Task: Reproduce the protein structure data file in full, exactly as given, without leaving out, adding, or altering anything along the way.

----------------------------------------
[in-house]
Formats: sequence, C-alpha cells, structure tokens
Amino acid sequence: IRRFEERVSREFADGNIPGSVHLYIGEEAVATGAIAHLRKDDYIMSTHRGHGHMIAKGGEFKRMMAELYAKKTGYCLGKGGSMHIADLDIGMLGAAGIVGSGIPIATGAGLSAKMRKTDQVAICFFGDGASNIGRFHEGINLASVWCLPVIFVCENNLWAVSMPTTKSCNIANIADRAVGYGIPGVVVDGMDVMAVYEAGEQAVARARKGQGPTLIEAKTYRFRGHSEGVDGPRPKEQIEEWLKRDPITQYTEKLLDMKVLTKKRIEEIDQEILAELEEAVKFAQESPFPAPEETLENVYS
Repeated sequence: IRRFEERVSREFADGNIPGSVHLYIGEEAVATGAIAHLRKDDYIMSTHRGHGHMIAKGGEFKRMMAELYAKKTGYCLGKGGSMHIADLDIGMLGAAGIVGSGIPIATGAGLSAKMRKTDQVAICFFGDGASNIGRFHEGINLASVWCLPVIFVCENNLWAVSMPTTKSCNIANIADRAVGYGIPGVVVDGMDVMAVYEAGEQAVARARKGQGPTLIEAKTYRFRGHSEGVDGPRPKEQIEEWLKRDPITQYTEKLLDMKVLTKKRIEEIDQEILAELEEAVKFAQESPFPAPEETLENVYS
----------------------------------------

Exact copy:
[in-house]
Formats: sequence, C-alpha cells, structure tokens
Amino acid sequence: IRRFEERVSREFADGNIPGSVHLYIGEEAVATGAIAHLRKDDYIMSTHRGHGHMIAKGGEFKRMMAELYAKKTGYCLGKGGSMHIADLDIGMLGAAGIVGSGIPIATGAGLSAKMRKTDQVAICFFGDGASNIGRFHEGINLASVWCLPVIFVCENNLWAVSMPTTKSCNIANIADRAVGYGIPGVVVDGMDVMAVYEAGEQAVARARKGQGPTLIEAKTYRFRGHSEGVDGPRPKEQIEEWLKRDPITQYTEKLLDMKVLTKKRIEEIDQEILAELEEAVKFAQESPFPAPEETLENVYS
Repeated sequence: IRRFEERVSREFADGNIPGSVHLYIGEEAVATGAIAHLRKDDYIMSTHRGHGHMIAKGGEFKRMMAELYAKKTGYCLGKGGSMHIADLDIGMLGAAGIVGSGIPIATGAGLSAKMRKTDQVAICFFGDGASNIGRFHEGINLASVWCLPVIFVCENNLWAVSMPTTKSCNIANIADRAVGYGIPGVVVDGMDVMAVYEAGEQAVARARKGQGPTLIEAKTYRFRGHSEGVDGPRPKEQIEEWLKRDPITQYTEKLLDMKVLTKKRIEEIDQEILAELEEAVKFAQESPFPAPEETLENVYS